Design thinking origin story plus some of the people who made it all happen

What is design thinking, why do I keep hearing about it?

Recently design thinking has gained momentum in the business world through mentions in the Harvard Business Review and Forbes publications. As a thing, design thinking has been described as anything from “a unified framework for innovation“ to the “essential tool for simplifying and humanising.”


When design re-defined not only what it was, but what it could do.

Over this twenty year span design was able to re-define not only what it was; but what it could be applied to. This relatively short but very dense period saw the birth of two vastly different approaches to design across the globe.

60’s America = Design Science

In 60’s America, professions like industrial design and product design made their first small steps to distance themselves from engineering and the sciences. They didn’t get very far. Industrial design was still mostly based on quantifiable facts, things that could be proven, measured, and improved on. In many instances a designers workplace was in a university laboratory or on a factory floor — not the trendy studio loft above the best coffee shop in town.

60’s Scandinavia = Cooperative design

At the same time as an absolute counter to Fuller, Scandinavian cooperative design was also getting off the ground. Unlike the teams of experts assembling in America to fix the world, the Scandinavians invited everyone to become involved in discussions on design.


Buckminister Fuller In 1956 he officially began teaching Comprehensive Anticipatory Design Science (CADS) at MIT’s Creative engineering Laboratory. His labs applied scientific methods to generating designs. Buckminister’s approach built on the knowledge of elite teams of engineers, industrial designers, materials scientists and chemists to innovate. He’s known for geodesic domes, the Dymaxion car, Triton city, the “Fly’s Eye” Dome and terms like “Spaceship Earth” and synergetic.


Scandinavian co-operative design was a vastly different approach to global design at the time. Unfortunately the language barrier makes this design movement not as well documented as others of the time. Scandinavian cooperative design from the 60’s led to many developments in human computer interactions and service design. The Scandinavian approach that is still present and distinctive today, having the same goals it had over 50 years ago of being inclusive and democratic. If you want to learn more look into Susanne Bødker, Pelle Ehn, Dan Sjögren, Yngve Sundblad Kristen Nygaard, Olav-Terje Bergo, Åke Sandberg, Morten Kyng, Lars Mathiassen, and Niels Erik Andersen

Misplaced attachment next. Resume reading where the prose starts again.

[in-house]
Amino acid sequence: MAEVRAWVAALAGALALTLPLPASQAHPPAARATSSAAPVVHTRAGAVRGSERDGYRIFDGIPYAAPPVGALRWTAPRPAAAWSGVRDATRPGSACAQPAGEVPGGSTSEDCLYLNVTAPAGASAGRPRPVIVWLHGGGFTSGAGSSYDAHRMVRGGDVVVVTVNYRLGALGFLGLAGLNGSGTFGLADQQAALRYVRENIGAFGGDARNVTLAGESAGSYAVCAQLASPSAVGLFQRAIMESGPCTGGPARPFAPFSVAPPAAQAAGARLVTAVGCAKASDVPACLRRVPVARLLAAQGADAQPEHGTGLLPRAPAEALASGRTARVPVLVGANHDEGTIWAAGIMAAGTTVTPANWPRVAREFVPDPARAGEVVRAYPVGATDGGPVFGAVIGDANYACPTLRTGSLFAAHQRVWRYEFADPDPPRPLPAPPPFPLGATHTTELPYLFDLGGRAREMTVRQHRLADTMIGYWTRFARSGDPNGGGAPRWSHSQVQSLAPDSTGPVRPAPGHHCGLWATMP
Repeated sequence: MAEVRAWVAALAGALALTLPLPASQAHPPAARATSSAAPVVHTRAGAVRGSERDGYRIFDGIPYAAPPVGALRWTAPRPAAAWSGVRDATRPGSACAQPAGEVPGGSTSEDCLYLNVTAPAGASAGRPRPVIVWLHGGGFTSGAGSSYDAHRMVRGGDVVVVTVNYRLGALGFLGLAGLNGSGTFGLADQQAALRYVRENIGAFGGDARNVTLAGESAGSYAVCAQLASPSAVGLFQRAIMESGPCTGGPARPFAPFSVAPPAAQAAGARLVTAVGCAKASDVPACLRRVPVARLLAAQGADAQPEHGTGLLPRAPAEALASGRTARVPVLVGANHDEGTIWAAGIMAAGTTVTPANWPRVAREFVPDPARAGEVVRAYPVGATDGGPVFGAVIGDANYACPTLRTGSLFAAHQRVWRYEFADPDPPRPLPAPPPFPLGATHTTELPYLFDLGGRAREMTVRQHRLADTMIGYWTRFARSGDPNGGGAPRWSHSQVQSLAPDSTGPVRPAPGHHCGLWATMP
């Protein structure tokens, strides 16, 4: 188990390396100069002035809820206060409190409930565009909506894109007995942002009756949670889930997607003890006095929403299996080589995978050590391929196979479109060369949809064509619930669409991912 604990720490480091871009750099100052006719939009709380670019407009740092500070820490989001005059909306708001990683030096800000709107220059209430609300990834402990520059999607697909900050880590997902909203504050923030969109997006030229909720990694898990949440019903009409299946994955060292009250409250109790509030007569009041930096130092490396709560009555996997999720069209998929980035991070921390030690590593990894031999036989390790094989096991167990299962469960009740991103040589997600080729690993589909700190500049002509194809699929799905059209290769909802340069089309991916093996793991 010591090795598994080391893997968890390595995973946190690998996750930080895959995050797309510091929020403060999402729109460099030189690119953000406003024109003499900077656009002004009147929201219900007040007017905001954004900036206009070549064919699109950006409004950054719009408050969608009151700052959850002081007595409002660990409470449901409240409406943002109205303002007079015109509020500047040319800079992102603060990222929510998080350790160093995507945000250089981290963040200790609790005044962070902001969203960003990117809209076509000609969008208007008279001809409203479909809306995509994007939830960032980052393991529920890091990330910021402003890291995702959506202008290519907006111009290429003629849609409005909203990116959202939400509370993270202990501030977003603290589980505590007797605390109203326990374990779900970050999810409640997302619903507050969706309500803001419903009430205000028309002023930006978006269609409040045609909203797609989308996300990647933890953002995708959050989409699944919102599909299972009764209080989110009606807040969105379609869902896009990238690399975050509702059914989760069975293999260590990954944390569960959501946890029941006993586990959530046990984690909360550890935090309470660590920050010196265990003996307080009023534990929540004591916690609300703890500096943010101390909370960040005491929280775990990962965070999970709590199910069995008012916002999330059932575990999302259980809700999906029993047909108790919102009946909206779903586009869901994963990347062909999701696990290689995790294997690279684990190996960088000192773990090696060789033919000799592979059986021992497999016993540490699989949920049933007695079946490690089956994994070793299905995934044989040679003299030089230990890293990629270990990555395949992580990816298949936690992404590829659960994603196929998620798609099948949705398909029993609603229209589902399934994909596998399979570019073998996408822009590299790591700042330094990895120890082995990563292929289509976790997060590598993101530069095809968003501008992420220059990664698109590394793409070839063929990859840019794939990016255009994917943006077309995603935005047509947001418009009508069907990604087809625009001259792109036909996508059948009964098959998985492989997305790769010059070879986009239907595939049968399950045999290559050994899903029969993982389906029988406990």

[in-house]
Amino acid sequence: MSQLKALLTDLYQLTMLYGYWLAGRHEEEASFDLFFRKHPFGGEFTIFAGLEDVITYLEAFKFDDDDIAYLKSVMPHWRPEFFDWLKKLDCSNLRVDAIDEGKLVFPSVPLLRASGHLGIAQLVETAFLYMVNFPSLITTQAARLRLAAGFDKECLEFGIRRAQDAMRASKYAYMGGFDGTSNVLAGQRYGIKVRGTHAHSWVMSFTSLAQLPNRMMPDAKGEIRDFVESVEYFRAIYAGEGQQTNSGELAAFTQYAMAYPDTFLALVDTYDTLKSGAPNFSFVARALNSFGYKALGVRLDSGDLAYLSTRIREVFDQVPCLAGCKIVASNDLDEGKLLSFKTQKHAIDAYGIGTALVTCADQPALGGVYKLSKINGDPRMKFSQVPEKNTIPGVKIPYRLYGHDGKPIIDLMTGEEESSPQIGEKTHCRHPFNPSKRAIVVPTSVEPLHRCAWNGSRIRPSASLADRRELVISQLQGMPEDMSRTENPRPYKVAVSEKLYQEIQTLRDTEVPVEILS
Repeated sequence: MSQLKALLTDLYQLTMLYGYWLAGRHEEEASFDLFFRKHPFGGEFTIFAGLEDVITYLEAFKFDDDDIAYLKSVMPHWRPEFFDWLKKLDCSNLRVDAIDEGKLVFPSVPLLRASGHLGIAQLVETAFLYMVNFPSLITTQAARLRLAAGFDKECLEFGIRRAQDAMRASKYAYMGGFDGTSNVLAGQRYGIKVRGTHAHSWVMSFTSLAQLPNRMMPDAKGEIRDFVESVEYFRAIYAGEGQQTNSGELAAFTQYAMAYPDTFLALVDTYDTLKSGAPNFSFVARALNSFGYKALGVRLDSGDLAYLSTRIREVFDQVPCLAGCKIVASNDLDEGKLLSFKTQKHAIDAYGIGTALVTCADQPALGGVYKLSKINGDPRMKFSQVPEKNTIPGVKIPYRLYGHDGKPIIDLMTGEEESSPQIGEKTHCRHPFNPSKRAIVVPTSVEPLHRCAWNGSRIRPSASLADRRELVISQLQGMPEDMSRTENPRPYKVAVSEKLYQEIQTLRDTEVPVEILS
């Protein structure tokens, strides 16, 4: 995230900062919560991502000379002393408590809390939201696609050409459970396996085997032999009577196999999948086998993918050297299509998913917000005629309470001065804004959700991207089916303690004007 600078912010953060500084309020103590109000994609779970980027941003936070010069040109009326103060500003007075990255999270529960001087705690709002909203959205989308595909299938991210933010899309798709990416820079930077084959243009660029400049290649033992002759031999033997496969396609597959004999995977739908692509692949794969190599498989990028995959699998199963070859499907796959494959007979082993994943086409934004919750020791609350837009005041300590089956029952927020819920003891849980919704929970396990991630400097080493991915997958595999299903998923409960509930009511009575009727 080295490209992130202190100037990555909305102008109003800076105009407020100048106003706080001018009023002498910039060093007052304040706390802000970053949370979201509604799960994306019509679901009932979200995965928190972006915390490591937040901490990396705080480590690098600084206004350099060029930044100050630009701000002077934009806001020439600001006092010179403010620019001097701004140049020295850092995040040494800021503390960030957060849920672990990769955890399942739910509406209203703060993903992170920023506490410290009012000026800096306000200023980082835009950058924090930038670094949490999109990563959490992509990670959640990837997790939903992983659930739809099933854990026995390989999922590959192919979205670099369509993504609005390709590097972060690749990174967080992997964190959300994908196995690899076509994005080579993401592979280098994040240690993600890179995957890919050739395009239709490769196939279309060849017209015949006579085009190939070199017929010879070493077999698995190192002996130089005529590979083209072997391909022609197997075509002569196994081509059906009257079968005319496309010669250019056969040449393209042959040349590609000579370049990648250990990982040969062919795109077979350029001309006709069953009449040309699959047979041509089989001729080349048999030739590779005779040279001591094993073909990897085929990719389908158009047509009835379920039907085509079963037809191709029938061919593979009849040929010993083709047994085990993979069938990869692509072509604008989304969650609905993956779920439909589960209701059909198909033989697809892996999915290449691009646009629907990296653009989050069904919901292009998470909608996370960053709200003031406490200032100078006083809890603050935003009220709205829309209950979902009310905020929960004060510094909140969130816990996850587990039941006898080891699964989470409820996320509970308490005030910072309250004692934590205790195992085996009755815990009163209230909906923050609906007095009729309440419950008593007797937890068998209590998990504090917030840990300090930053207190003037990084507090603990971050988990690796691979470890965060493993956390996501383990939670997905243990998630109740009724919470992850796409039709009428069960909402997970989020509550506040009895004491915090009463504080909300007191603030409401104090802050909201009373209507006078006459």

Herbert Simon Published The sciences of the artificial in 1969 which gives design a new range of classifications and parameters. Simon argued that everything designed should be seen as artificial — as opposed to natural.


Victor Papanek Arrived on the design scene with Design for the Real World in 1971. Highly critical of the design profession he integrated Anthropology into his design practice in an attempt to design socially and ecologically responsible things. In the course of his career that lasted into the late 1990s Papanek applied the principles of socially responsible design in collaborative projects with concerns such as UNESCO and the World Health Organization.


Horst Rittel and his counterpart Melvin M. Webber first coined the term Wicked problems in 1972, he is one of the first researchers to try to define design theory while concentrating on design methods. Unlike his predecessors he championed the importance of human experience and perception when designing. For the first time Phenomenology was introduced to the designing of experiences.


When designers where put under the microscope to figure out what makes them tick.

During the second wave of design thinking, the focus was solely on what it was that set highly creative people apart from everyone else. It was a moment in time were researchers like Nigel Cross and Donald Schön performed in depth investigations into design processes and how designers got the ideas that no one else did. They observed designers while they were alone and working together in teams. Taking from the social sciences they took note of optimal conditions, individual and collective habits and most importantly the mindsets that designers employed to come up with consistently creative ideas. These investigations of design process later opened the doors for other professions to emulate brainstorming and other creative thinking techniques.